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WATCH: RFK Jr.’s Supporters Made Me Doubt the Truth

The latest installment of Ben Meets America is out now.

Last week I was in Oakland, California, where the independent presidential candidate Robert F. Kennedy Jr. officially announced his running mate, the lawyer and technologist Nicole Shanahan.

RFK Jr., as I’m sure you’ve heard, is a man who believes our institutions have been utterly corrupted by corporate influence, and that he is the only candidate who can return us to an America governed by and for the people. Perhaps in confirmation of his central thesis, mainstream media has dismissed him as a conspiracy theorist, largely due to his anti-vax views.

I was interested in why Kennedy’s followers find him trustworthy in the face of so many naysayers. The answer, of course, was that they had no faith in the naysayers. Corporations “own the media,” after all. I suspect their cynicism also stems from the politicization of scientific reporting on topics from Covid to youth gender medicine.

When you lose faith in authority, what do you rely on for the truth? In covering RFK Jr.’s supporters, I had to confront my own belief system, which is based not on personal research into every empirical question, but on a mix of accepted wisdom and an animal instinct for whoever seems right. If I were better, I would delve deeply into the literature on, say, the supposed link between vaccines and autism, so that I could not only confidently report that such an idea has been debunked by The Science, but be able to defend that assertion in detail.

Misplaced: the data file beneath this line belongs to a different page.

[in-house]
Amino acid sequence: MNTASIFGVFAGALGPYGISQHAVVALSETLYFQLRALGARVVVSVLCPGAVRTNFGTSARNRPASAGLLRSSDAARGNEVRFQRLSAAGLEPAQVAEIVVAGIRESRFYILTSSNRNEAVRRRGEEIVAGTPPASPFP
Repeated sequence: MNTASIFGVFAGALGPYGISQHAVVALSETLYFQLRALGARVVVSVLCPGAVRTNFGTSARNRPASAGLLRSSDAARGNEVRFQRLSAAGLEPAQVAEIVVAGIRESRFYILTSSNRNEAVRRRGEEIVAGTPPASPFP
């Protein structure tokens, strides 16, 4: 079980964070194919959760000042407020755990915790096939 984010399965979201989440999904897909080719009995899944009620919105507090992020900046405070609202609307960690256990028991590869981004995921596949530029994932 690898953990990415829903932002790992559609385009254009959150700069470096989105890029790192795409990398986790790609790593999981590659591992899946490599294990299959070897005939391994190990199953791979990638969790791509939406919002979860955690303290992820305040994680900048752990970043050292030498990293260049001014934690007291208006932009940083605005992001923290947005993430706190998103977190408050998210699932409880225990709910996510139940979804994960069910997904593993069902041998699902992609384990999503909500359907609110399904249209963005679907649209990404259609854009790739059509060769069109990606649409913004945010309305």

All of which is to say, I came away from my day with RFK’s true believers with more questions than answers. I didn’t know whether to envy their certainty or to lament it.

Watch Ben’s previous dispatch, in which he met the Lady Lowriders of California, here. Learn more about the series here. And if you believe in good-faith debate and the importance of finding consensus, especially in this election year, support Ben’s cross-country coverage by becoming a Free Press subscriber today:

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